• While this study shows that males were more likely to have gaming addiction and female students were more likely to have internet addiction, newer research indicates that this gap appears to be narrowing.
  • For other studies on men and mental health, click here, and here.
  • To learn more about disparities of men, suicide, and mental health, go here:  Movember National Men’s Health Campaign.

Any other useful links?

Disclaimer: This article is intended to be informative only. It is advised that you check with your own physician/mental health provider before implementing any changes. With this article, the author is not rendering medical advice, nor diagnosing, prescribing, or treating any condition, or injury; and therefore claims no responsibility to any person or entity for any liability, loss, or injury caused directly or indirectly as a result of the use, application, or interpretation of the material presented.

References:

  1. Brand J. (2012). Digital Australia (2012). National Research Prepared by Bond University for the Interactive Games and Entertainment Association. School of Communication and Media, Faculty of Humanities and Social Sciences, Bond University.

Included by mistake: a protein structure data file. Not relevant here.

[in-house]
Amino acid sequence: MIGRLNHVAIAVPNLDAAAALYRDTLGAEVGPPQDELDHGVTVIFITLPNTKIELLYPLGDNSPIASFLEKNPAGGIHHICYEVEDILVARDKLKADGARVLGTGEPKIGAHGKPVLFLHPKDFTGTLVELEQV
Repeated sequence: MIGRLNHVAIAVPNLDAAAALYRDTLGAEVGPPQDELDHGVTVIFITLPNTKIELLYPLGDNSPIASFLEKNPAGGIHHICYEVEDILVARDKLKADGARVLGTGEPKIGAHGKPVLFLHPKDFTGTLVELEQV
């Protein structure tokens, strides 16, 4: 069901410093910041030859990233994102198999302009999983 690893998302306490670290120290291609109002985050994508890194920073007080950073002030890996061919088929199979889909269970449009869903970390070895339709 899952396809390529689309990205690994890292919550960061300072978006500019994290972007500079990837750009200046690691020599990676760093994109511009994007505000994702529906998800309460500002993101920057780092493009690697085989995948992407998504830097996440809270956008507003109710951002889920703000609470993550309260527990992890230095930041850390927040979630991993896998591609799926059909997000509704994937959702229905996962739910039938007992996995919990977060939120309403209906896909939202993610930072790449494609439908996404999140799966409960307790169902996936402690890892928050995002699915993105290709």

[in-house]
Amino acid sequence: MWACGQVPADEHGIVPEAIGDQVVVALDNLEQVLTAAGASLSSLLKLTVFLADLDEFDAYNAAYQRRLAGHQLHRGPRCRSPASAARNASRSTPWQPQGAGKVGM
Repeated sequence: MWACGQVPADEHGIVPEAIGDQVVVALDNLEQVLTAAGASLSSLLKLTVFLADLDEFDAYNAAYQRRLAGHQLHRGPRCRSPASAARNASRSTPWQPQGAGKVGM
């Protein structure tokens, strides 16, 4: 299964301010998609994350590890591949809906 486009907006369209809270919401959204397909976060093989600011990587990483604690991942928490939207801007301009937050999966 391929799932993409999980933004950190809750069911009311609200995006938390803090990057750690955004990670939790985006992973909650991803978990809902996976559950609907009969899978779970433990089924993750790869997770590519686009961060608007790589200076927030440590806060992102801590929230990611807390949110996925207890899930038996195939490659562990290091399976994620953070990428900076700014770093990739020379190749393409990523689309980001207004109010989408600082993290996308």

2. Hussain Z, Griffiths MD, Baguley T. Online gaming addiction: classification, prediction and associated risk factors. Addict Res Theory. 2012;20:359-371.
  3. Younes F, Halawi G, Jabbour H, et al. Internet addiction and relationships with insomnia, anxiety, Depression, stress and self-esteem in university students: a cross-sectional designed study. PLoS One. 2016;11:e0161126
  4. Catherine So-Kum Tang, PhD, Yee Woen Koh, PhD, and YiQun Gan, PhD Asia Pacific Journal of Public Health Vol 29, Issue 8, pp. 673 – 682 First Published November 30, 2017 https://doi.org/10.1177/1010539517739558
  5. American Psychiatric Association: Diagnostic and StatisticalManual of Mental Disorders, 5th ed. Washington, DC, American Psychiatric Publishing, 2013Section III (“Emerging Measures and Models”) of DSM-5 (1, pp. 795–796).
  6. Andrew K. Przybylski, Ph.D., Netta Weinstein, Ph.D., Kou Murayama, Ph.D. Internet Gaming Disorder: Investigating the Clinical Relevance of a New Phenomenon. Am J Psychiatry 2017; 174:230–236; doi: 10.1176/appi.ajp.2016.16020224.